Hamas attack: Deadliest against Israel in decades
By Mary Mensah
Last Saturday, as Israelis were wrapping up the seven-day-long Jewish festival of Sukkot, a full-fledged surprise attack was being waged from the air, sea and ground by Hamas militants, leading to the death of more than 1,200 Israelis mostly.
The armed Hamas militants, many on motorcycles, storm blockaded areas of the Gaza Strip, shooting at Israelis in the Gaza Strip, militants taking Israeli citizens, including mothers, children and the elderly as hostages.
Before Saturday’s operation, the last war between Hamas and Israel was in 2021, which lasted for 11 days and killed at least 250 people in Gaza and 13 in Israel but last Saturday’s assault occurred on the 50th anniversary of the 1973 war, when Israel’s Arab neighbours jointly launched a surprise attack on Yom Kippur, the holiest day in the Jewish calendar, on October 6, 1973, which had occurred during the 10th day of the Islamic holy month of Ramadan in that year.
Outbreak of hostilities
Following the outbreak of hostilities, both the United States and the Soviet Union initiated massive resupply efforts to their allies (Israel and the Arab states respectively) during the war which led to a confrontation between the two nuclear-armed superpowers.
The Yom Kippur War had far-reaching implications; the Arab world had experienced humiliation in the lopsided rout of the Egyptian–Syrian–Jordanian alliance in 1967 but felt psychologically vindicated by early successes in the 1973 conflict.
The Israelis recognised that despite impressive operational and tactical achievements on the battlefield, there was no guarantee that they would always dominate the Arab states militarily, as they had done consistently throughout the First, Second and Third Arab–Israeli Wars; these changes paved the way for the Israeli–Palestinian peace process.
Camp David Accords
At the 1978 Camp David Accords that followed the war, Israel returned the entire Sinai Peninsula to Egypt, which led to the subsequent 1979 Egyptian–Israeli peace treaty, marking the first instance that an Arab country recognised Israel as a legitimate state.
Israel captured Gaza from Egypt in the 1967 war, then withdrew its troops and settlers in 2005. The territory, home to some two million Palestinians, fell under Hamas’ control in 2007 after a brief civil war with Fatah, a rival Palestinian faction that is the backbone of the Palestinian Authority. After Hamas seized control, Israel and Egypt imposed a strict siege on the territory, which is ongoing.
Tensions between Israelis and the Palestinians have existed before Israel’s founding in 1948. Thousands of people on both sides have been killed and many more injured over decades but the violence has been particularly acute this year. The number of Palestinian militants and civilians killed in the occupied West Bank by Israeli forces since the year began is the highest in nearly two decades. The same is true of Israelis and foreigners, most of them civilians killed in Palestinian attacks.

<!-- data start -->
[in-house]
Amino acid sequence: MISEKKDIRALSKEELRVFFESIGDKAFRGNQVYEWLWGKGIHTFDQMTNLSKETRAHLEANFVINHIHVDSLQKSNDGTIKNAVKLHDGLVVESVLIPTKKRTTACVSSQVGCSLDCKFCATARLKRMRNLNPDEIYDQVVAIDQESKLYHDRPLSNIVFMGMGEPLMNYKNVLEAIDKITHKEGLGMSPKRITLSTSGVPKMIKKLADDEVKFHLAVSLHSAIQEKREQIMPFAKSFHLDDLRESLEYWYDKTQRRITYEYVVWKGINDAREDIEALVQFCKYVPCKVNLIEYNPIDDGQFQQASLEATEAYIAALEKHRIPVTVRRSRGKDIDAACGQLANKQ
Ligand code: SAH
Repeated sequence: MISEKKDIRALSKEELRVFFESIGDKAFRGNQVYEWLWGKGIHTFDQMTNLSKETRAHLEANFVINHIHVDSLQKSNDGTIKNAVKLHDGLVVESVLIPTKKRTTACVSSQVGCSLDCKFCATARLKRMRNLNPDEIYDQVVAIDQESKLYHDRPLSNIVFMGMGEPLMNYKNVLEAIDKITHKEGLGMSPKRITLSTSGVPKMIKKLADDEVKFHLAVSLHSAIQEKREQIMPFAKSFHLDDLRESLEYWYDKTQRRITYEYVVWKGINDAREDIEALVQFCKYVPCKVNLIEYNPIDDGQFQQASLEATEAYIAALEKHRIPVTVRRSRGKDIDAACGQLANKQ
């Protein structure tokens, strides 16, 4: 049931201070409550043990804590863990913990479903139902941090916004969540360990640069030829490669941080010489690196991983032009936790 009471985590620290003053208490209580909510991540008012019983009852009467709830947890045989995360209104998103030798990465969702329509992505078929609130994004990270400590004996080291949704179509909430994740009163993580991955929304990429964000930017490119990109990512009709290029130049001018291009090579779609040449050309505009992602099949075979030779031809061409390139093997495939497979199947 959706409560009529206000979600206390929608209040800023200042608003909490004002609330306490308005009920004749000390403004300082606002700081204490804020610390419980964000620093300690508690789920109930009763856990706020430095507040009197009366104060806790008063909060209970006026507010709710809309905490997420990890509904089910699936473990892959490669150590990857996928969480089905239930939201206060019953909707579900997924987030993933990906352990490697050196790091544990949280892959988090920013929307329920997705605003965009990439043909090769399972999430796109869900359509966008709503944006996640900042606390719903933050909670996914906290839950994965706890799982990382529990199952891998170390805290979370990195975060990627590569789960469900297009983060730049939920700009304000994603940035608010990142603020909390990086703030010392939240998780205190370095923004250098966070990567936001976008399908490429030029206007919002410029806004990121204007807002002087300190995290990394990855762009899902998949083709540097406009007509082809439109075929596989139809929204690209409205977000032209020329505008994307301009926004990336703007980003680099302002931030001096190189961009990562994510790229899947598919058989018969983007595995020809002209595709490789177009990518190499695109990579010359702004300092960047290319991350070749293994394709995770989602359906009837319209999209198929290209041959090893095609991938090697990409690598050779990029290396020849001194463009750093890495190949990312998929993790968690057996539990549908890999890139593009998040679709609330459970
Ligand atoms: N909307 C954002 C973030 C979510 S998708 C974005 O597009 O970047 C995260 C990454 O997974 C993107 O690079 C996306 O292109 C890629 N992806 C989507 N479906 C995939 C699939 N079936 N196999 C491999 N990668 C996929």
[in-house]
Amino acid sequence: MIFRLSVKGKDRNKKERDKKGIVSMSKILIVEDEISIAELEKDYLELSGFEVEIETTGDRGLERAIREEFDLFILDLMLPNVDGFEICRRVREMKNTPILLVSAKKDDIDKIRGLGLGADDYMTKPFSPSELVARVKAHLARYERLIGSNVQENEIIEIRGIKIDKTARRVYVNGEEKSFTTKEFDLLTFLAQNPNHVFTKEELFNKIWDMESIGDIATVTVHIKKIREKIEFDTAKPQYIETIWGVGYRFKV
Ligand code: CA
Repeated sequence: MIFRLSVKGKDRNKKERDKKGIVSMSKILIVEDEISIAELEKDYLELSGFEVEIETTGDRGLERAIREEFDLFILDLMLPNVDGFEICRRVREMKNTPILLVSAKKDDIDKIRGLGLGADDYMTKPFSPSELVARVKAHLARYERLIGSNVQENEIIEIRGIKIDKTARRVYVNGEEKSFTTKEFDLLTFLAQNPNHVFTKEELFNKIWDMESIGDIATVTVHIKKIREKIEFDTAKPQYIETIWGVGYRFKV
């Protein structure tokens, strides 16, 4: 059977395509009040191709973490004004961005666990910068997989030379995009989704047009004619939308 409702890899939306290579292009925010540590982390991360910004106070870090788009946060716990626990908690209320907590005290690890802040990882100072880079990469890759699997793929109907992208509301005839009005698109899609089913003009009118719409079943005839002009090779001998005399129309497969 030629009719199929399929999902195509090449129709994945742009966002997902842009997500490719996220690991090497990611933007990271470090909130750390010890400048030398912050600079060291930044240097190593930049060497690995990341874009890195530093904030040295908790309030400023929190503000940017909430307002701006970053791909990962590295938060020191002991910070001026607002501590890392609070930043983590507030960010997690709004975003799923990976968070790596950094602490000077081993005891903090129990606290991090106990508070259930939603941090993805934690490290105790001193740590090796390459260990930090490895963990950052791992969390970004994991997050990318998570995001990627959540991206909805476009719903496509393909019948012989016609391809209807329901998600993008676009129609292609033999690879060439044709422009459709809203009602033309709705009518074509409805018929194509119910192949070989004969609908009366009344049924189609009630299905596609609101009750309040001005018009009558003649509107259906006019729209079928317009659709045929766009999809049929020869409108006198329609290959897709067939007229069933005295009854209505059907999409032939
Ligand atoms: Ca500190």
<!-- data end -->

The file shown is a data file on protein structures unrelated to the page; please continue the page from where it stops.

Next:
The news of the surprised attack shocked the whole world as Israel's military and intelligence capability has long been rated as the best in the Middle East and one of the best in the world but reports indicated that the attack lasted for more that 10 hours before Israeli army realised what was happening as they may also have underestimated the abilities of their opponents.
Last Saturday morning, militants from Gaza fired thousands of rockets towards Israeli towns, before breaking through the heavily fortified border fence with Israel and sending militants deep into Israeli territory. There, Hamas gunmen killed hundreds of people, including civilians and soldiers, and took hostages, sometimes from their homes.
The attacks were unprecedented in tactic and scale as Israel has not faced its adversaries in street battles on its own territory since the 1948 Arab-Israeli war. It has also never faced a terror attack of this magnitude that has taken the lives of more than 1200 people and so many civilians. While Hamas has kidnapped Israelis before, it has never before taken dozens of hostages at once, including children and the elderly.
Hamas called the operation “Al-Aqsa Storm” and said the assault was a response to what it described as Israeli attacks on women, the desecration of the al-Aqsa mosque in Jerusalem and the ongoing siege of Gaza.
After the surprise attack, the number one question on the minds of many was where were the Israel Defence Forces in those long hours as Hamas militants roamed leisurely at will around communities near Gaza and carried out an unprecedented attack by air, sea and land.
"The army completely failed as a quick-reaction force," one Israeli said, pointing to how some of the communities that came under attack had to rely on their own civilian protection forces while they waited for the military to arrive.
The full answer of why this happened will take some time to emerge. But it seems as if surprise, scale and speed overwhelmed defences which were patchy and unprepared for what they faced. Surprise was crucial in Hamas's assault.
Judging from how last Saturdays events unfolded, it is clear that Israeli intelligence failed to get inside the planning by Hamas for the attack. The group seems to have undertaken a long-term programme of deception to give the impression it was incapable or unwilling to launch an ambitious attack. It also practised good operational security, probably keeping off electronic communications.
It took Israeli troops more than two days to take back control as fighting raged in the streets. Since Saturday, it was on Monday that the Israel Defence Forces (IDF) said it had retaken control of all Israeli communities in Gaza’s vicinity on its southern border after fighting with Hamas ended.
By Mary Mensah